It’s one of those things people like to say. Eskimos have… 100 words for snow. 200. It’s because they’re surrounded by the stuff. How sweet! But what is the real answer?
In fact, it’s hard to know where to begin with such a flawed premise. The word ‘Eskimo’ doesn’t refer to one group of people with a shared language. And then we embark on a whole host of challenges that are at the core of contemporary linguistics. Is grammar innate? Does the Sapir-Whorf hypothesis, or linguistic relativism, still hold value?
The Inuit world
Inuit are the group of people we might most readily identity, in our narrow cultural understanding, as being Eskimos. Inuit language is divided up into two main branches, the Eastern and the Western Inuit. Dialect also plays a large part in the evolution of Inuit languages – much the same as in contemporary Sicily in Europe or some of the Yoruba group of languages of West Africa. Therefore the Inuit languages can be divided into many sub groups, leading non-linguists to believe that there are many words for a single entity such as snow, when really they amount to variations on the same thing.
The whole idea that Eskimos have 100 words for snow derives from misunderstanding and conjecture. The linguist Carol Eastman expanded on Whorf’s idea that the tribes of northern Canada may have had seven words for snow, probably accurate if one takes the ideas of wet snow, slush and falling snow into the equation, and developed this theory into the premise of ‘many’ words and from there the myth exploded.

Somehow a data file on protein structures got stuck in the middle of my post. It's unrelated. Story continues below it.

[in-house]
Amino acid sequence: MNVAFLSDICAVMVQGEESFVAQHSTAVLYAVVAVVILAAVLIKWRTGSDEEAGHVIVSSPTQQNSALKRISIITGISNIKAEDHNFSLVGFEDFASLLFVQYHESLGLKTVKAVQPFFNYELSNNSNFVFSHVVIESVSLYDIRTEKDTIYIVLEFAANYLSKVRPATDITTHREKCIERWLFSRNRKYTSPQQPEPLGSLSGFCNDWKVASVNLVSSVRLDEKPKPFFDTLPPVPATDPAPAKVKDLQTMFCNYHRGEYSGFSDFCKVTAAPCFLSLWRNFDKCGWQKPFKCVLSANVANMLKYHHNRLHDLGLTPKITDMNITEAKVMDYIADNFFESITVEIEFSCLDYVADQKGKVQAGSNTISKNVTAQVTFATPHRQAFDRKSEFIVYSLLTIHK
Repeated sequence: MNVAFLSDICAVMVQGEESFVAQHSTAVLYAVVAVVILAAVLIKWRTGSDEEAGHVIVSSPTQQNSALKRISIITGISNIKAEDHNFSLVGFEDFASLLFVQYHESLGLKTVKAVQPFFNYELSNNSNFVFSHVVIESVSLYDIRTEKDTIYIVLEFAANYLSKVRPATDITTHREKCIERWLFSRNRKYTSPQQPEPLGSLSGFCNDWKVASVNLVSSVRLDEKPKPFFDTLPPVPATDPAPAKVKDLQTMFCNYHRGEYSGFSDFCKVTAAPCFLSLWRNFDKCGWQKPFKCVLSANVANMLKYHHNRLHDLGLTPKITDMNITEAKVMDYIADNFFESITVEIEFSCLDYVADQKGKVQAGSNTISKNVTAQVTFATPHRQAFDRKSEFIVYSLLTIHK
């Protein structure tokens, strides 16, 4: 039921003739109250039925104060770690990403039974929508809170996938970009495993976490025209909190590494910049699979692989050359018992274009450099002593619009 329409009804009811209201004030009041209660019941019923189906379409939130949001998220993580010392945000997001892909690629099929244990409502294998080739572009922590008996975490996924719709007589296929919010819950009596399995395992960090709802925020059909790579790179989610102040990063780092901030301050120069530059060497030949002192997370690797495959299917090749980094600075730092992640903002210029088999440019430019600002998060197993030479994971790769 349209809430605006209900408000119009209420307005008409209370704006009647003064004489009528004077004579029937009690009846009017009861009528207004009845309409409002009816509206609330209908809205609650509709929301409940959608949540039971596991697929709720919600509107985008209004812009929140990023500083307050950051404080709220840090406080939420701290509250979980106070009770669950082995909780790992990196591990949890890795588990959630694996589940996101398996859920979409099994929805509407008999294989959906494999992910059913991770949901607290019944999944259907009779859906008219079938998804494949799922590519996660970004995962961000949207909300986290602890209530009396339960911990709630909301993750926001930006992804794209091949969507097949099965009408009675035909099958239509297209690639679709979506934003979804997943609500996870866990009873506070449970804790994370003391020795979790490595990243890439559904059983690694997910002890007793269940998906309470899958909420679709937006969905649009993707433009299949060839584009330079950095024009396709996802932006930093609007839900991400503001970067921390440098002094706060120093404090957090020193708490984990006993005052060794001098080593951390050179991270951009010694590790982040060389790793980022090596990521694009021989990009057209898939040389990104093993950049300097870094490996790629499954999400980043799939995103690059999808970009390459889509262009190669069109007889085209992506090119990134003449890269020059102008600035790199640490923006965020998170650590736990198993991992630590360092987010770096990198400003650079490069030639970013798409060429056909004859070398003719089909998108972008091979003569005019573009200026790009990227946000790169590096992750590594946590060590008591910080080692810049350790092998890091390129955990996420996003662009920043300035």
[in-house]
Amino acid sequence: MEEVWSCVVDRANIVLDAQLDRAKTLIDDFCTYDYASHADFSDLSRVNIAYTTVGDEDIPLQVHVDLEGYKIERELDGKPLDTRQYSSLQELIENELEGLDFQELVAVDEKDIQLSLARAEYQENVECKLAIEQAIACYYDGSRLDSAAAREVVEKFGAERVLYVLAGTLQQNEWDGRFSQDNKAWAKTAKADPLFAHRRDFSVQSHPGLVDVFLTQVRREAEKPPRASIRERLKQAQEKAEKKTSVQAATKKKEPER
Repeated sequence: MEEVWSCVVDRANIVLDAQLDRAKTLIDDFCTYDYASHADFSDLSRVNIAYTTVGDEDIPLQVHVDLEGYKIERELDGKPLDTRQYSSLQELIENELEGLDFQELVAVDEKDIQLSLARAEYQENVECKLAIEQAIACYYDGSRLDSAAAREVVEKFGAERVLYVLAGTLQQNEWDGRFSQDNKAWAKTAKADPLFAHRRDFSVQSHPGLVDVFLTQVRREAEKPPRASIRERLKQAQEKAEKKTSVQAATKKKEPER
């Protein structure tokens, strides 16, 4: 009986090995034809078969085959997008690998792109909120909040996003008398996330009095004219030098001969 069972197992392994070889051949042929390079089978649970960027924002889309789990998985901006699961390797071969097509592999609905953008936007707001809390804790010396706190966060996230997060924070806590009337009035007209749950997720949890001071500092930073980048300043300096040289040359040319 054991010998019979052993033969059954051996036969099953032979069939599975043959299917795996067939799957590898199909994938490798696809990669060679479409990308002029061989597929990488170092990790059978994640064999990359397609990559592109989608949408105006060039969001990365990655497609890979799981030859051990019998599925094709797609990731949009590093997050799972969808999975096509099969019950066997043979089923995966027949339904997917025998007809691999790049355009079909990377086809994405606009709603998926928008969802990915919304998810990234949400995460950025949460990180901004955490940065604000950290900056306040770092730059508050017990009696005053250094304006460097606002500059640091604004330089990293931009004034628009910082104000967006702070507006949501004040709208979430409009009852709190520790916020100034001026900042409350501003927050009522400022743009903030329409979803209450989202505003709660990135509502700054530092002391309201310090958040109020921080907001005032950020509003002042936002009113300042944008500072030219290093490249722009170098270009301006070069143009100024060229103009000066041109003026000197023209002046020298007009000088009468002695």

The two main strands of language that are encompassed here are the Yupik and the Inuit languages and both are part of the mainstream group of Eskimo-Aleut languages. Neither of these strands have anything like 100 words for snow. They do, however, regularly add more descriptors and adjectives to snow than other cultures and this might be the root of the problem. In 1991, Geoffrey Pullum published a useful work on the subject entitled ‘The Great Eskimo Vocabulary Hoax, and it’s an excellent example of a real expert correcting public misunderstanding.
So much of understanding language is to do with context. Those early linguists who first encountered the Inuit were desperate to give credence to their ideas, but had they actually taken the time to live and absorb Inuit culture they may have understood the languages and dialects they encountered within their context and not tried to fit their ideas within their own hypothesis.
Any linguist visiting the Inuit today would have to encompass ‘snow mobiles’ and a whole variety of other terms not to do with the history of language, but its evolution. Adjectives, nouns and verbs constantly develop to fit the needs of a society.
Again, with translation, properly applying context is essential. Eastern Slav nations may appear to have 100 words for beetroot – they don’t, but because this humble vegetable is part and parcel of everyday cooking the word appears frequently throughout the vocabulary. This might be one of the reasons that UN translators have to really familiarise themselves with history, culture and context of their chosen language. It’s easy to translate a sentence word for word – it’s far more difficult to convey the actual meaning of a sentence through interpretation and translation.
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